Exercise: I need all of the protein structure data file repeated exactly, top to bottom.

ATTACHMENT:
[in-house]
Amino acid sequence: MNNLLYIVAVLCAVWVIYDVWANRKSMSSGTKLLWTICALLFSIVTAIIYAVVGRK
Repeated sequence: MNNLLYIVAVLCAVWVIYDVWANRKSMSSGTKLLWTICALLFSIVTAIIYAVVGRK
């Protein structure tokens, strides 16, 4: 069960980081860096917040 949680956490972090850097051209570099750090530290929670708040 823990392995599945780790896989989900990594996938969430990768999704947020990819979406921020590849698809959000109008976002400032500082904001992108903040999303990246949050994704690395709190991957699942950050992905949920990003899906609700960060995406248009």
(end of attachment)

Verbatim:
[in-house]
Amino acid sequence: MNNLLYIVAVLCAVWVIYDVWANRKSMSSGTKLLWTICALLFSIVTAIIYAVVGRK
Repeated sequence: MNNLLYIVAVLCAVWVIYDVWANRKSMSSGTKLLWTICALLFSIVTAIIYAVVGRK
């Protein structure tokens, strides 16, 4: 069960980081860096917040 949680956490972090850097051209570099750090530290929670708040 823990392995599945780790896989989900990594996938969430990768999704947020990819979406921020590849698809959000109008976002400032500082904001992108903040999303990246949050994704690395709190991957699942950050992905949920990003899906609700960060995406248009």